The anti-social networks

Sven Krumrey

I'm not a very nostalgic person and I consider "Everything was better in the good old days." utter nonsense. For one thing, everything couldn't have been better because we were offline. But lately, I find myself pondering over how the Internet is changing us if it is changing us at all.
Admittedly, cussing online has been with us since the beginning of the Internet, preferably overblown and vulgar. Online, anything's up for a heated debate and, surprisingly, I've encountered the most heated discussions when the topic was either the keeping of animals or nutrition. How the most amicable of characters can turn into animals and start a holy war when discussing the keeping of cats or the benefits of a vegan lifestyle will most likely be comprehensible to like-minded spirits only. This has the potential to turn into fanaticism and rot people's souls.

She´s angry. Maybe she saw something on Facebook.

I don't find these cases all too worrisome, they are few and the blatant zealotism is easy to spot. Fanatics have been with us since the beginning of time. Whether it's musical styles, religion, political systems or hairstyles, people have always been insulted and compared to various creatures from the animal kingdom. That never gave me cause for concern and especially anonymity makes it easy to swear, we know that from soccer stadiums or daily traffic. But what I've been reading in the comments on Youtube, Facebook or traditional media sites lately points to a discomforting trend: All bets are off and anything goes.

Particularly alarming: Even when people have to state their full name that doesn't stop them. Family men who post charming photos of themselves holding their kids and smiling into the camera wish death on any and all dissenters. Has this always been the case or am I getting a little thin-skinned in my old days? Obviously, these people are convinced that any remark, no matter how vile, will go unpunished. I like to speak my mind as much as the next person but I'd feel ashamed if I let out that much hatred and bile. Is the Internet slowly turning into a place of lawless anarchy, a breeding ground for ruthless aggression? Where is this coming from?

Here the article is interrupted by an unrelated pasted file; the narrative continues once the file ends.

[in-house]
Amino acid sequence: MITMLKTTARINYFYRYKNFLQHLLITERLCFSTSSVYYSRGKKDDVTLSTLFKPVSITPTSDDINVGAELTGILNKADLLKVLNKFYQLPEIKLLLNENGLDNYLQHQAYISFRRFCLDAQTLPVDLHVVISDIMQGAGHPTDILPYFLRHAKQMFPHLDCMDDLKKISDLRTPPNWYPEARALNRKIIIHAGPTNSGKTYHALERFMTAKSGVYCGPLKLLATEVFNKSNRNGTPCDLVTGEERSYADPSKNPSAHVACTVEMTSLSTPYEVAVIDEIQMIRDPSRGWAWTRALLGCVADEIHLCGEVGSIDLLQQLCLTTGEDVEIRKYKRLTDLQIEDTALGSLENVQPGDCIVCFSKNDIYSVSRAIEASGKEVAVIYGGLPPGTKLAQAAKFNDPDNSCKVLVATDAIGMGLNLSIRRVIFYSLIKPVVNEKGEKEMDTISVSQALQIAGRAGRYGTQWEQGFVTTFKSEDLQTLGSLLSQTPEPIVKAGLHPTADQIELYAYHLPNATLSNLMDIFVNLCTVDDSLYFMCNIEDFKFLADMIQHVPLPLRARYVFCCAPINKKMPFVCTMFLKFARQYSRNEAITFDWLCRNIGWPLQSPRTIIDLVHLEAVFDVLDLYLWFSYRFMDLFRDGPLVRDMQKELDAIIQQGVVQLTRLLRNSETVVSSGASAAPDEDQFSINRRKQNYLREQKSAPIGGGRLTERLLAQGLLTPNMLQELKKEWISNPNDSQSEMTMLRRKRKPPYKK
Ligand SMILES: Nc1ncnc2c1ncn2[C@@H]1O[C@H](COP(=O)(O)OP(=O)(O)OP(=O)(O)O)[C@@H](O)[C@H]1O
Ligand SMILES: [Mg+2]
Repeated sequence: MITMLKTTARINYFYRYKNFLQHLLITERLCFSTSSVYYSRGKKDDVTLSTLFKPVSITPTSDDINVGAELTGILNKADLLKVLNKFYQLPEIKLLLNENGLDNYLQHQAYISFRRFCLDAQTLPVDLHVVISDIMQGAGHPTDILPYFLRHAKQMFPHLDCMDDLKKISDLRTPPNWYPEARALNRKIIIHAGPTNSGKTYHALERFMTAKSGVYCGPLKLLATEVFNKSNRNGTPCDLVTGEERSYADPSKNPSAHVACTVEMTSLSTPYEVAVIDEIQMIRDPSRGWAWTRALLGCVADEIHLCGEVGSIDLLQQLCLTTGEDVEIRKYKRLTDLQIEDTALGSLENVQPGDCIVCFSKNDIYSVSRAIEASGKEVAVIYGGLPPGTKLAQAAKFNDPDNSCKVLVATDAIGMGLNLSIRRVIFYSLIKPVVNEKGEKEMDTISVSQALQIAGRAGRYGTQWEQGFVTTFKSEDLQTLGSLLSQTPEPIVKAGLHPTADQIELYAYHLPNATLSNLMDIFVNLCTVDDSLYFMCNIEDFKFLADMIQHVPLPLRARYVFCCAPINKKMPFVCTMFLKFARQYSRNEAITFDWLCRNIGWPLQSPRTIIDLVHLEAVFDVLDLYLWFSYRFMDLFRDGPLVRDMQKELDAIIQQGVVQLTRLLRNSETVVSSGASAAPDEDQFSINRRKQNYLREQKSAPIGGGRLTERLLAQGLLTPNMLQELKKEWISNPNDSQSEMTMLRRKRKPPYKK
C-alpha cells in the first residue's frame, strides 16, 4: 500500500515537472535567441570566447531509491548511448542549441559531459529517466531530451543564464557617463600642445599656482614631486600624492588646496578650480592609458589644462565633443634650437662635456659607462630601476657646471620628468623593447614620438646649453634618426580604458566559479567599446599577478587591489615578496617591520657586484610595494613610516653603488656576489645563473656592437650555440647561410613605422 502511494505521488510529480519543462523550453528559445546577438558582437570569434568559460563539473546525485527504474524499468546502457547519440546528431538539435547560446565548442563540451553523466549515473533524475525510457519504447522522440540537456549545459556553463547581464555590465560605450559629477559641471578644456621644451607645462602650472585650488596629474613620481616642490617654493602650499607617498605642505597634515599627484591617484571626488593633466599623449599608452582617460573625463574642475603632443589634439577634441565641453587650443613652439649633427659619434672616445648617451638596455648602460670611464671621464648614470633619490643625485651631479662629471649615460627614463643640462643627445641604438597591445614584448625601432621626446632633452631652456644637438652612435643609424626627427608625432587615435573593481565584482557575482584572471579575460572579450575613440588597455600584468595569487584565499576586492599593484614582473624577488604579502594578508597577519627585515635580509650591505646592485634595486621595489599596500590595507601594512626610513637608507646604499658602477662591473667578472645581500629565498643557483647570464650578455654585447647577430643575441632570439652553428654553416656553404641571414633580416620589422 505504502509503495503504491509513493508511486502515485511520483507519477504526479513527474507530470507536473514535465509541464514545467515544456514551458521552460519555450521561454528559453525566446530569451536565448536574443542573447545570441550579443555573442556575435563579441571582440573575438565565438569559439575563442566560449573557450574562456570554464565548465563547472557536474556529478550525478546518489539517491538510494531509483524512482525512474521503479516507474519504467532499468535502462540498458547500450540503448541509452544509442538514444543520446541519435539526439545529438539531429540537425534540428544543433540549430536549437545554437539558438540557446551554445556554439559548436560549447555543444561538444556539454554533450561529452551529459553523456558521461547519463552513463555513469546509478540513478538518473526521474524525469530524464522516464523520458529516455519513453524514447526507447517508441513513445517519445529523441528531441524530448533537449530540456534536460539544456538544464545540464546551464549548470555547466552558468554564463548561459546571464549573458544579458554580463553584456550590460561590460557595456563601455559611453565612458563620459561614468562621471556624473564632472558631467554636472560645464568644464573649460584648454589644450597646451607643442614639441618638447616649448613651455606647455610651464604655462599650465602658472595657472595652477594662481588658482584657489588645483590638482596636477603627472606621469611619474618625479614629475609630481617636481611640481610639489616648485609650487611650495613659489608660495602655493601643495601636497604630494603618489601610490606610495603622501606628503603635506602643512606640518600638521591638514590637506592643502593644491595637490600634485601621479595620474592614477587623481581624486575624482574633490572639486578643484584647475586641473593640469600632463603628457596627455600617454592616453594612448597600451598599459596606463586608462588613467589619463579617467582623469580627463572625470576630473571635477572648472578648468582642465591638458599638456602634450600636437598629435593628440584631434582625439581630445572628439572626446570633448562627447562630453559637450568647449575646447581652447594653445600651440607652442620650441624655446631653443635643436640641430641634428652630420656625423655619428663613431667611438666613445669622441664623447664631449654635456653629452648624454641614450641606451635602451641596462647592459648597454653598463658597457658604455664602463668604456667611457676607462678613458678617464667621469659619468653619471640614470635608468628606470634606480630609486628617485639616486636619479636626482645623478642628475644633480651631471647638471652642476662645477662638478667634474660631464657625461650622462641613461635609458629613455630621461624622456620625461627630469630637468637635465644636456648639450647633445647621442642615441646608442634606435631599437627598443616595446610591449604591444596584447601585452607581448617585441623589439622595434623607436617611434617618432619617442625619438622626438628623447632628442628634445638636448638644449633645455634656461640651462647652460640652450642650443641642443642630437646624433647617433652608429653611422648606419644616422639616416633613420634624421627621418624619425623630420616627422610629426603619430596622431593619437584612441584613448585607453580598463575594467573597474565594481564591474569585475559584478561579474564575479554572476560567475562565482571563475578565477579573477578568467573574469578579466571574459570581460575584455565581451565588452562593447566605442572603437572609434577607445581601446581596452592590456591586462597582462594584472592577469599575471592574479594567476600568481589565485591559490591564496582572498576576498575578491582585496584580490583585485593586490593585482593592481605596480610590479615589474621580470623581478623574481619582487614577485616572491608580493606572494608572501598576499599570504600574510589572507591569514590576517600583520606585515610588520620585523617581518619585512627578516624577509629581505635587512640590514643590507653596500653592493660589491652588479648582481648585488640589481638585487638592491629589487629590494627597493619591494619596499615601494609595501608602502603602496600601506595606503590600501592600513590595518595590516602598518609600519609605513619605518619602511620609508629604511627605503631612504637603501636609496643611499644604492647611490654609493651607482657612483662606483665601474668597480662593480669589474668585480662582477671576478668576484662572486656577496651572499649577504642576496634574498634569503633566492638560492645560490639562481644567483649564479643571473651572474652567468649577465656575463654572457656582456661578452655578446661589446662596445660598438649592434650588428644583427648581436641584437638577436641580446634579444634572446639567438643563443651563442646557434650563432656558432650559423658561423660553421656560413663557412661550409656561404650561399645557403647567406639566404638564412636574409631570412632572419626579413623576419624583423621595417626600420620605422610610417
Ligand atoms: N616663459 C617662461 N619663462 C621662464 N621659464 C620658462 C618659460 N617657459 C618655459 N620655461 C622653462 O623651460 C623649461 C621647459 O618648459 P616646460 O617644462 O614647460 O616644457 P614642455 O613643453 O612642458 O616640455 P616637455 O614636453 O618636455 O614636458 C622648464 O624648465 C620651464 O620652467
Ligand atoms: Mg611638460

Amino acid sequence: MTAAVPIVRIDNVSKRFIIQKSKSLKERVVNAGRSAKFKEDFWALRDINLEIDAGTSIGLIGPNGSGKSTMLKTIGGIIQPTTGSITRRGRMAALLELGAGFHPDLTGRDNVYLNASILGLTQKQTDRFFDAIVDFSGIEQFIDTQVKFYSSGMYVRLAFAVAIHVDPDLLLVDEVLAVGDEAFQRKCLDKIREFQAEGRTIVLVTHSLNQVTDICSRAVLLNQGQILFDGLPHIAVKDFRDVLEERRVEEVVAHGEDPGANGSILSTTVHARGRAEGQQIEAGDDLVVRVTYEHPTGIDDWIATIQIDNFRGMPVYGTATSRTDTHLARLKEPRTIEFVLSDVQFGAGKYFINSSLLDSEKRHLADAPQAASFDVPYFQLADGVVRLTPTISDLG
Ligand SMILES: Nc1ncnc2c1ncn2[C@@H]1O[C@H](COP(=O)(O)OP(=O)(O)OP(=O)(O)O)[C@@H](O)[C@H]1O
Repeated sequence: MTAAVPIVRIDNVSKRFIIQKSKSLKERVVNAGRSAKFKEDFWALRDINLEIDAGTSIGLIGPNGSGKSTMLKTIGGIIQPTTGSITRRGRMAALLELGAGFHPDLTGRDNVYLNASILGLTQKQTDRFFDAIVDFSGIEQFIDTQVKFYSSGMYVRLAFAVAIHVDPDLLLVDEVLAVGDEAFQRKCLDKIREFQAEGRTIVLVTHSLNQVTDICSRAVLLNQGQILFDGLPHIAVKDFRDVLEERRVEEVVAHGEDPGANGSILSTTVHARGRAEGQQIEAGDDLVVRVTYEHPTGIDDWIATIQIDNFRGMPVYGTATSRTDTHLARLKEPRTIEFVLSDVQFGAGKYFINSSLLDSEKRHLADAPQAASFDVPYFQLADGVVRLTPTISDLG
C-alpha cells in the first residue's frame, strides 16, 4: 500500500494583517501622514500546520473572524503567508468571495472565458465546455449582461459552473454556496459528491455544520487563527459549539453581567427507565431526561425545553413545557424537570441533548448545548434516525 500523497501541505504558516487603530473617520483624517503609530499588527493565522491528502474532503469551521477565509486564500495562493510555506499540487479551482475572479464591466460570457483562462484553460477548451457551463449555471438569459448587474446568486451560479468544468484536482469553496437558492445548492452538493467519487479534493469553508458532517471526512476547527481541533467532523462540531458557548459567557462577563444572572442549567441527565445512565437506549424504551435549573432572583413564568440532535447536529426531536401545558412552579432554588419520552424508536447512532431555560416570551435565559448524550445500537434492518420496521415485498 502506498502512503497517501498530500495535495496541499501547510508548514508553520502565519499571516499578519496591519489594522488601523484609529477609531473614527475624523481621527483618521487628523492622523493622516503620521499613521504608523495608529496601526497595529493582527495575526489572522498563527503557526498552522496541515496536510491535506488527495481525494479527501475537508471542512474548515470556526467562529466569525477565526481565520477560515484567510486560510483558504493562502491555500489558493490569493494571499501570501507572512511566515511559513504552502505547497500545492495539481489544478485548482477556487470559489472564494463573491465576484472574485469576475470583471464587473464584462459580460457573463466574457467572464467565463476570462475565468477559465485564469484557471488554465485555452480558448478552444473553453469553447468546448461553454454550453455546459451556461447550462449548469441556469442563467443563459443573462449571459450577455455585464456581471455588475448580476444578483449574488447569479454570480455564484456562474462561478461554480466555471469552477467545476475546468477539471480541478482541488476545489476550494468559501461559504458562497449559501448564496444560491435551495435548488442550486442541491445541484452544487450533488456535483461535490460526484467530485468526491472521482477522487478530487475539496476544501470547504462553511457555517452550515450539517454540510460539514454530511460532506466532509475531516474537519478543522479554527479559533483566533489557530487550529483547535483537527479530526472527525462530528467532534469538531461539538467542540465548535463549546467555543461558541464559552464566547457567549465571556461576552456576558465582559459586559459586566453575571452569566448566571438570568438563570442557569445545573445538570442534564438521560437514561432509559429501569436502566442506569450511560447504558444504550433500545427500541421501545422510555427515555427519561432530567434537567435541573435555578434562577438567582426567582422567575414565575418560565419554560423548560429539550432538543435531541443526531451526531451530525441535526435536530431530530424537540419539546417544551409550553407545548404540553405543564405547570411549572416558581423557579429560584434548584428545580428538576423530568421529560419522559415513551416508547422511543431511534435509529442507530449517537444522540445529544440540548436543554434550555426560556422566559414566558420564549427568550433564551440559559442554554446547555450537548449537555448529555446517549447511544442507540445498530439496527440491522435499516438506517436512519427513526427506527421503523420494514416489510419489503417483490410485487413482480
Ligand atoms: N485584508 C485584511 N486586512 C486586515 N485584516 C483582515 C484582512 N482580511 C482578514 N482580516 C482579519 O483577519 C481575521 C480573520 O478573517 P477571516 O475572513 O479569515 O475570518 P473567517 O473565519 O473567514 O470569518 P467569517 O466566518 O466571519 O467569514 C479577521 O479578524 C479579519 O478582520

The cynics among my friends believe that the stupid have finally arrived on the web. Those who know and have learned very little and feel a need to respond to everything they don't understand with violence. It was always clear that the Internet would develop from a serene oasis into a mass medium. Even the clueless that barely know how to switch on a computer can now surf the web on their smartphones and make contributions, sometimes as sensitive as a nail bomb. When arguments and punctuation go the way of the Incredible Hulk, you realize they just don't know any better. Shame.

Just a normal family. Really?

What genuinely scares me are the guys that could easily be my neighbors. Guys that take good care of their loved ones, and their pets, and come across as the genuine nice guy. I recently saw a person whose remarks I know from Facebook at a supermarket. And while he was picking a pepper, I thought to myself "That's the guy that is rooting for Putin to become the world leader." I would barely have noticed him otherwise. When guys like him plow through the Internet and unleash a swathe of curses, allegations and insults on anyone who doesn't share their opinion, that is a cause for concern.

Is it the information overload that has made our view of the world so complicated and barely manageable? Is it the media that portraits events ever more hysterically in their quest for ratings and clicks? Or is it the world itself that is changing, calling many things into question that seemed so reasonable before?

This should be possible

It should be clear to everyone that aggression is an unsuitable means of supporting an argument. You won't win anyone over by calling their parents siblings. A friend once told be "Write as if the person were sitting in front of you. With a big club in their hand." This approach may seem a bit defensive but let's be frank: If we can't manage to communicate in a civilized manner on the Internet, it'll only spread us further apart than unite us. People will become more radical, ordinary folks and not just religious extremists that you hear about on the news. Maybe we'll become more distrustful of our neighbors once we read what they let out in a fit of rage. In this case, the Internet that was originally intended to unite us would have completely defeated its purpose.

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